This morning I read Psalm 37. I always forget how much I just love, love this chapter. I mean, chock full, absolutely overflowing, with little tidbits of amazing wisdom. Practical wisdom. Eternal perspective. And just the encouragement a pilgrim needs to keep going.
I imagine that if my dad were to write a chapter of the Bible, Psalm 37 is sort of how it would come out:
“Trust in the Lord and do good; dwell in the land and cultivate faithfulness. Delight yourself in the Lord; and He will give you the desires of your heart. Commit your way to the Lord, trust also in Him, and He will do it. He will bring forth your righteousness as the light and your judgment as the noonday.” (Of course, if my dad wrote this, there would be a selah halfway through — just enough of a pause to allow for a quick swipe of Blistex.)
Yeah, he could have written that passage. Practical and powerful. Single-minded. Those verses always take me by surprise: pithy, no-frills directives for how to live life.
How about this one?
“Rest in the Lord and wait patiently for Him; do not fret because of him who prospers in his way, because of the wicked man who carries out wicked schemes. Cease from anger and forsake wrath; do not fret; it leads only to evildoing.”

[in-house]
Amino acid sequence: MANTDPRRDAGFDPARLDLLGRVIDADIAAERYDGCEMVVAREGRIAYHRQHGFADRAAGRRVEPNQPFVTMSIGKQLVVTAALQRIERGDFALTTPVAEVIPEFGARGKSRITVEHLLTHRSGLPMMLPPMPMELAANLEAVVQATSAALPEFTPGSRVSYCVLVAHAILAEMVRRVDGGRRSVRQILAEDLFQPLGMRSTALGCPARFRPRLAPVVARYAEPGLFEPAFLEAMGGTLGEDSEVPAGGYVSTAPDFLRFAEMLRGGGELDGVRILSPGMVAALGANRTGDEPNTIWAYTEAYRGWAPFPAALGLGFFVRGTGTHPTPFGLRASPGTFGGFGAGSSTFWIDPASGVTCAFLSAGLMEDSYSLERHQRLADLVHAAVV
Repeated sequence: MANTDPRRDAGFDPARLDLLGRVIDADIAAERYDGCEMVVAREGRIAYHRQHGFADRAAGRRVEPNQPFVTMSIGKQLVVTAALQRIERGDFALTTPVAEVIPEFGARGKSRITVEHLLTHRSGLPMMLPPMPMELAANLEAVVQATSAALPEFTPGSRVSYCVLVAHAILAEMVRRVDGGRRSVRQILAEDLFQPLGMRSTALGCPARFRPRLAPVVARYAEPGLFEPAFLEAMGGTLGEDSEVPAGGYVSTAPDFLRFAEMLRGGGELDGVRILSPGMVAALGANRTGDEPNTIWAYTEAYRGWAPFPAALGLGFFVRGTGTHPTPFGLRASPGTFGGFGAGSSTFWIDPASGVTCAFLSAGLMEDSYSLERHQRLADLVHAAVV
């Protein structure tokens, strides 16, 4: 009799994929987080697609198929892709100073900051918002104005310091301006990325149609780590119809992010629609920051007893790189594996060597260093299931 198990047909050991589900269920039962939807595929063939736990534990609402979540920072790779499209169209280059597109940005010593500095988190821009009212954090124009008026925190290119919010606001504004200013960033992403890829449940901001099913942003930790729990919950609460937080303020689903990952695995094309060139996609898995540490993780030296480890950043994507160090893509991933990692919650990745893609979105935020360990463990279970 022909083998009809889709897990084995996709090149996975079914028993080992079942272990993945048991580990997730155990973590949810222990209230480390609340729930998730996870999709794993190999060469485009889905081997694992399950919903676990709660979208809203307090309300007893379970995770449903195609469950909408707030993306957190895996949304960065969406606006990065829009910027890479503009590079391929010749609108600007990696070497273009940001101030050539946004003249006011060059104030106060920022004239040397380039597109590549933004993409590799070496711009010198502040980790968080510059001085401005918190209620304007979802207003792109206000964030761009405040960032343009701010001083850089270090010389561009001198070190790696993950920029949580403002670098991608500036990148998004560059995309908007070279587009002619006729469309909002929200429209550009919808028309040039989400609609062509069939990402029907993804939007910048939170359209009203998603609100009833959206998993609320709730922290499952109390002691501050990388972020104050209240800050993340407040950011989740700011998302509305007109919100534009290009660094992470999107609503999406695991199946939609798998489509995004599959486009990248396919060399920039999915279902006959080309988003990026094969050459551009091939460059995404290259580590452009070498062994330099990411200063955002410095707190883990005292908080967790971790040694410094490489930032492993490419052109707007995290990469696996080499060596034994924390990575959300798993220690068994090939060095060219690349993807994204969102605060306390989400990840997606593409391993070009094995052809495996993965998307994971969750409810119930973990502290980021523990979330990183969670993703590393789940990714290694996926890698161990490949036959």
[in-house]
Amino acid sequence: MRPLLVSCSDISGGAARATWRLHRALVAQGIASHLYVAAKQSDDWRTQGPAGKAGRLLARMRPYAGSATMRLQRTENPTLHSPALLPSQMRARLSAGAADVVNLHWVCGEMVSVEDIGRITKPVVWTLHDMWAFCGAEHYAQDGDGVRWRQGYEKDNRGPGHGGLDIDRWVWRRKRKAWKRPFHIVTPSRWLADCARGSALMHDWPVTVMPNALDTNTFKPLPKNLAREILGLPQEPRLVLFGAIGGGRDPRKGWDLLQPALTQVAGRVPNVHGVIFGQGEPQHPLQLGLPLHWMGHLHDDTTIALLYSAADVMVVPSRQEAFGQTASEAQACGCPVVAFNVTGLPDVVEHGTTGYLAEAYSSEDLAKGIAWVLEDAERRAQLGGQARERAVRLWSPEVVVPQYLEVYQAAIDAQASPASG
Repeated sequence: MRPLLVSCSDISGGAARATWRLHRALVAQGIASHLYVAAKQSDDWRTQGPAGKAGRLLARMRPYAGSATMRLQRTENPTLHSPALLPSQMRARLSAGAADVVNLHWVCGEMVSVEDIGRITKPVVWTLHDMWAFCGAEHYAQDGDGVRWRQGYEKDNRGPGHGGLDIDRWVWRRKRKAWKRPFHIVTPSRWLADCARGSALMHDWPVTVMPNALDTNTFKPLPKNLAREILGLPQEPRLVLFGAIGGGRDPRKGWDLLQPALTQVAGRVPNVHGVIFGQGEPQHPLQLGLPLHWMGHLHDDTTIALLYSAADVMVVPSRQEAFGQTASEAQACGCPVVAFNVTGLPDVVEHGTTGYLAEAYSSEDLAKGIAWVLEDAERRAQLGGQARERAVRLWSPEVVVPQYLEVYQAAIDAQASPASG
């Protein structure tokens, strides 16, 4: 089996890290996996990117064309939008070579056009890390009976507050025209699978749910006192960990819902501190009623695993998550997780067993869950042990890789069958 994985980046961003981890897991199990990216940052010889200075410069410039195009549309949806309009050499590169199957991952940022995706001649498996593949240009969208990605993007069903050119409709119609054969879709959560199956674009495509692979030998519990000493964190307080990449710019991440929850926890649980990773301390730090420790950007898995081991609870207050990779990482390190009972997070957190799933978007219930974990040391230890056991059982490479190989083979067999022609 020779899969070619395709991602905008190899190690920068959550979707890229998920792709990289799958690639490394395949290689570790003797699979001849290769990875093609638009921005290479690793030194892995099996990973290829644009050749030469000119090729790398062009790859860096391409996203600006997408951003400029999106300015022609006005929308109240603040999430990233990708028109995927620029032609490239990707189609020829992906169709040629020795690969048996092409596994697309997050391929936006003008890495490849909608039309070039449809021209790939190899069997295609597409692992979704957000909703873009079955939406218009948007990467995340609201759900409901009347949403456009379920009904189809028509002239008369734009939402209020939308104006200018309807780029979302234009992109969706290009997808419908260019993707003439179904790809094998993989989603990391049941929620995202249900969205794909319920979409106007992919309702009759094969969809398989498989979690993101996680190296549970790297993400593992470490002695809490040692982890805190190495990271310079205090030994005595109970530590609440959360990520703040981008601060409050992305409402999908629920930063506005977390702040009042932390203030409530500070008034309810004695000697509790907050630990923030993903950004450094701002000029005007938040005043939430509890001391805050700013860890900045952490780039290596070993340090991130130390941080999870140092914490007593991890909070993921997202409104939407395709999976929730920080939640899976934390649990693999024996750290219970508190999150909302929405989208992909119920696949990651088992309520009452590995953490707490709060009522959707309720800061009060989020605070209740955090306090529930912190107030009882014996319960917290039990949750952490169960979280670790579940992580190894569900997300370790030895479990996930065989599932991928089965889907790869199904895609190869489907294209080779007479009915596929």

And oh, the awesome theology! The answers to the questions that always seem to nag us. Should Christians be wealthy? Should Christians be healthy? Should Christians be successful? Should Christians’ prosperity put the wicked to shame?
…Well, yes. In the grand scheme of things, yes. When the last enemy is defeated, and the mortal have put on immortality, and God is having His last laugh (that’s in this chapter, too, by the way, if you ever have one of those days where you just need to know that God will laugh at the wicked. Laugh.) In that Day, there’s a guarantee that every Christian will be wealthy, healthy, and reigning with Christ. In actuality.
But for all of those times down here on planet Earth, when I start to wonder why we’re imprisoned and killed, poor and starving, serving as the low man on the totem pole, or whatever, it’s nice to read this:
“Better is the little of the righteous than the abundance of many wicked. For the arms of the wicked will be broken, but the Lord sustains the righteous.”
Nothing like a little perspective to make sense of theology and real life. Nothing like stepping back, away from Time, and realizing that the Lord holds all of this together, and He holds us — in suffering and trials, in sickness and in health, in plenty and in want — in His loving hands.
That is all the overcomer I need to be.
(Perhaps tomorrow I will continue on in this chapter. After all, we’re only halfway through, and right ahead is, “The steps of a man are established by the Lord…” How good is that to hear?)